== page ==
We had the chance to run this new Ally Craft model over a mix of water conditions in the Gold Coast Broadwater. We even took a peek at some more open water offshore before retreating to the calmer waters off Runaway Bay. Driving the Ally Craft 425 Kakadu Karrier around these waters was a pretty pleasant experience with both of us sitting in a pedestal seat. I found the helm position particularly comfortable since I was sitting back in the aft end of the boat where the ride is easier over the rougher bits of water.
I liked the tiller-steered position, particularly with the padded pedestal seat and being able to mount the seat either side of the motor depending which was most comfortable. Certainly the gas-assisted shock absorber makes tilting the motor very easy and makes a big difference when you are handling the boat on your own. The wide bowed hull does tend to give a harder ride for your crew up front, however probably not as hard as if it was the bows of a vee-nose punt. Overall the Ally Craft 425 Kakadu Karrier handles well and tracks quite true when you are cutting across other boat wakes, and choppy water. The wide, flared bows also provide a surprisingly dry ride.
One disadvantage of steering from the stern is often not being able to see forward because the bow lifts up on acceleration. I'm glad to say this wasn't the case with the Ally Craft 425 Kakadu Karrier. It naturally levels out quickly once it jumps on the plane. We were also quite happy with the at-rest stability and were able to stand up and move around the boat quite safely. The extra weight of the boat and wide bow design helps to make it very steady in the water for fishing.
The Ally Craft 425 Kakadu Karrier comes very well equipped for a small boat. For example the standard boat includes split bow rail, side rails and side pockets as well as a proper bow roller, anchor well and mount plates for navigation lights. The forward end of the cockpit features a raised casting deck with an in-floor locker for spare anchor lines and other gear. There's also a slot for mounting the passenger pedestal seat and a nice curve to the deck coaming so it doubles as a handy footrest when you are seated.
Moving aft we also find two decent sized side pockets and four plastic rod holders for mounting reels. Back aft there is also a small thwart bench, which incorporates the motor well, battery tray and optional live-bait tank. In between is five places to slot the two pedestal seats provided in the standard package. This includes two slots aft so you can steer the Ally Craft 425 Kakadu Karrier either from the port, or starboard side. There were some interesting options including a rear-boarding step on the port side of the transom. This step has its own grab rail and makes a lot of sense if you want reasonably easy access aboard from the beach.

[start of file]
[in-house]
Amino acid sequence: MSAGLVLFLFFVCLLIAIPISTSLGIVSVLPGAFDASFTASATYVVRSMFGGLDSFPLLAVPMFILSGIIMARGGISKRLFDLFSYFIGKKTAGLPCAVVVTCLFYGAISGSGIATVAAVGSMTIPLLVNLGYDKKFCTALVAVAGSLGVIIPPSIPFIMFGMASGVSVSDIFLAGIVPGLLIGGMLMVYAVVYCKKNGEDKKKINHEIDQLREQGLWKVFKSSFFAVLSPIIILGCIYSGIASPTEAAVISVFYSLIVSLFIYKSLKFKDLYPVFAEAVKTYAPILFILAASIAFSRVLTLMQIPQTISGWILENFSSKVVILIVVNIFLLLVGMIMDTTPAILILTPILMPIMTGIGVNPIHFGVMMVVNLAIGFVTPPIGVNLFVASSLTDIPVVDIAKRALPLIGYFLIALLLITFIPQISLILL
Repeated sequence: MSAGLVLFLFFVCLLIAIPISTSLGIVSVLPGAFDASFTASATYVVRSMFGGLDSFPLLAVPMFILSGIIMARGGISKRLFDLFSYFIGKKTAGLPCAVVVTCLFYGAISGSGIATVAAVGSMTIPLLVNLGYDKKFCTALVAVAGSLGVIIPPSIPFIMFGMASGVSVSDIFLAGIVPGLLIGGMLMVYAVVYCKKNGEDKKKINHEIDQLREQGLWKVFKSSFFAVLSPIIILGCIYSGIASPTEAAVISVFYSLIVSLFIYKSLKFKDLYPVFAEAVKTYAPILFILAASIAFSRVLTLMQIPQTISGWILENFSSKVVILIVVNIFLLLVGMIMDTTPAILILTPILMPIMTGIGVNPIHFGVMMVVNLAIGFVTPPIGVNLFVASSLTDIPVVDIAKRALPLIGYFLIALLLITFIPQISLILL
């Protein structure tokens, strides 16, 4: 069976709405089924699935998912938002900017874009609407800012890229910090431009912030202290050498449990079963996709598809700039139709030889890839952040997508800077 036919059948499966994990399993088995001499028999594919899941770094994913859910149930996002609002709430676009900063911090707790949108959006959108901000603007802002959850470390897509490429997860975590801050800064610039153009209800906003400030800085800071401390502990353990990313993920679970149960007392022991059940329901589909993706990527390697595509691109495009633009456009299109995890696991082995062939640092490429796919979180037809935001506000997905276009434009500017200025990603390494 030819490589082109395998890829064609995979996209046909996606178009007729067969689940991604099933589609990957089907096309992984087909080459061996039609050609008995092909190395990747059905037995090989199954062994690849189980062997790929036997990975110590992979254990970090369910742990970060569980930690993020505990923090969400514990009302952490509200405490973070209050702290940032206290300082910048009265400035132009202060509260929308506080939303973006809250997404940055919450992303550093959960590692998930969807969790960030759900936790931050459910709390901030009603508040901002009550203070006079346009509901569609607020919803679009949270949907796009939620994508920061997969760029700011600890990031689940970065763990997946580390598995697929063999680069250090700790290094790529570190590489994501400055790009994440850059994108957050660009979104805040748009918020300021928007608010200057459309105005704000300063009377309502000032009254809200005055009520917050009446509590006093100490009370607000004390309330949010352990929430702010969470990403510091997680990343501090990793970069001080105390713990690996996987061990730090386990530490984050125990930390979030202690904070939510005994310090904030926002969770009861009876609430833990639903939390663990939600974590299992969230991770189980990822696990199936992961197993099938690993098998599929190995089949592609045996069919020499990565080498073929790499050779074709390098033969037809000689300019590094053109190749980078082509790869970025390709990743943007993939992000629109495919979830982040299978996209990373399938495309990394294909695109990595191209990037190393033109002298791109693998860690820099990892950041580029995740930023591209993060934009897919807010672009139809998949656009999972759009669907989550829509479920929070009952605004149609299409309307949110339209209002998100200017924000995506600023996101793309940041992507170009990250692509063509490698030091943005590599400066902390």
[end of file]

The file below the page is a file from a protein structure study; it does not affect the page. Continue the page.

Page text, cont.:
You might wonder where you'd mount a sounder, but my guess is mounting alongside one of the side pockets would be the best idea. This way you could view the LCD screen fairly easily as you quietly trolled along looking for FADs underwater.
With a recommended range between 25hp - 40hp you've got quite a lot of power options with the Ally Craft 425 Kakadu Karrier. You could even go for one of the four-strokes if they catch your fancy. Certainly in some quiet water fishing situations a four-stroke might have a definite advantage over a louder two-stroke. However, you could also consider going for a two-stroke with an electric motor doing close in manoeuvrings.
Certainly the 40hp Yamaha gives you a very good performance with a top speed around 23 knots and a mid-range performance around 18 knots. These figures suggest the smaller motors mightn't give you to flash a performance, but then maybe you'll be happy to go a bit slower provided the boat stays on the plane. The next motor option is a 30hp and my guess is this will give a top speed more like 20 knots and a cruise speed around 17 knots. This is actually not too bad given that this is the speed range of most small tinnies.
Range will actually be quite good on this boat with an above average sized floor tank of 59-litres. This tank comes with a deck filler and is centrally located to help improve boat trim, particularly when you are driving the Ally Craft 425 Kakadu Karrier solo. The battery shelf allows you to fit a second battery, an important feature when you decide to add some extra electronics like a sounder, navigation lights and a pump system for the live-bait tank.
Ally Craft 425 Kakadu Karrier will provide a very nice fishing platform for those who want to try their hand at some inshore sportfishing. It's ability to cope with a bit more chop than a punt will make it a more versatile boat in coastal waters. Admittedly this rig is a bit too big for car topping, but with the right sort of trailer you could use it for that big trip up north. You know the one you promise yourself after you've saw that episode of a River Somewhere. Just imagine the fun you'd have with this boat exploring the river systems of the North Territory and the Gulf.
The roomy interior and high stability makes this a particularly suitable rig for two people to fish from. And for simple bottom-bashing trips you could even have four people aboard. For example, Mum, Dad and two kids all enjoying the pleasure of fishing together as a family. I think Ally Craft will do well with this model given its pricing is very much in the range of the first-time boat buyer. You can buy this boat as a basic boat/motor/trailer package for just $11,750 (Price pre-GST). That includes the Yamaha 40hp we used on our test.
Interesting enough you could get the Yamaha 40hp four-stroke for only $550 more which seems a good deal considering benefits in terms of quieter and cleaner performance. The Ally Craft range is backed up by a national dealership and a two-year warranty on all hulls used for recreational use.